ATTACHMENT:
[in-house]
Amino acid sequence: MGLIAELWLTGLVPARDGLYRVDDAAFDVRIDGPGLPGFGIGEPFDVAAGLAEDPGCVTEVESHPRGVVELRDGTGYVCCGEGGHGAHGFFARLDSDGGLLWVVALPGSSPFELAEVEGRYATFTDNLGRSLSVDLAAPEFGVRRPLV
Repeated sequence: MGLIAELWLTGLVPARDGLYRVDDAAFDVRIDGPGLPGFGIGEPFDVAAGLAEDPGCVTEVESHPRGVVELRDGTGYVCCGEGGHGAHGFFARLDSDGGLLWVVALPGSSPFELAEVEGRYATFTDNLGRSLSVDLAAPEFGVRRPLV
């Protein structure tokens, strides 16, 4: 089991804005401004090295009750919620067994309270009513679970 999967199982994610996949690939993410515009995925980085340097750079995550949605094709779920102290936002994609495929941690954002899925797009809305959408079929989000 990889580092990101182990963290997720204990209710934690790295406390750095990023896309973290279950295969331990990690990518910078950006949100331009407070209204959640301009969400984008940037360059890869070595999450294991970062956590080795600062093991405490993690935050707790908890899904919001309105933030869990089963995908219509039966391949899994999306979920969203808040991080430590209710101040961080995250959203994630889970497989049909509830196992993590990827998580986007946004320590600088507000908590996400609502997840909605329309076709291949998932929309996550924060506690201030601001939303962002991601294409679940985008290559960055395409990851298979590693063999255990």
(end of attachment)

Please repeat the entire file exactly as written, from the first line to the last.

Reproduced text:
[in-house]
Amino acid sequence: MGLIAELWLTGLVPARDGLYRVDDAAFDVRIDGPGLPGFGIGEPFDVAAGLAEDPGCVTEVESHPRGVVELRDGTGYVCCGEGGHGAHGFFARLDSDGGLLWVVALPGSSPFELAEVEGRYATFTDNLGRSLSVDLAAPEFGVRRPLV
Repeated sequence: MGLIAELWLTGLVPARDGLYRVDDAAFDVRIDGPGLPGFGIGEPFDVAAGLAEDPGCVTEVESHPRGVVELRDGTGYVCCGEGGHGAHGFFARLDSDGGLLWVVALPGSSPFELAEVEGRYATFTDNLGRSLSVDLAAPEFGVRRPLV
């Protein structure tokens, strides 16, 4: 089991804005401004090295009750919620067994309270009513679970 999967199982994610996949690939993410515009995925980085340097750079995550949605094709779920102290936002994609495929941690954002899925797009809305959408079929989000 990889580092990101182990963290997720204990209710934690790295406390750095990023896309973290279950295969331990990690990518910078950006949100331009407070209204959640301009969400984008940037360059890869070595999450294991970062956590080795600062093991405490993690935050707790908890899904919001309105933030869990089963995908219509039966391949899994999306979920969203808040991080430590209710101040961080995250959203994630889970497989049909509830196992993590990827998580986007946004320590600088507000908590996400609502997840909605329309076709291949998932929309996550924060506690201030601001939303962002991601294409679940985008290559960055395409990851298979590693063999255990």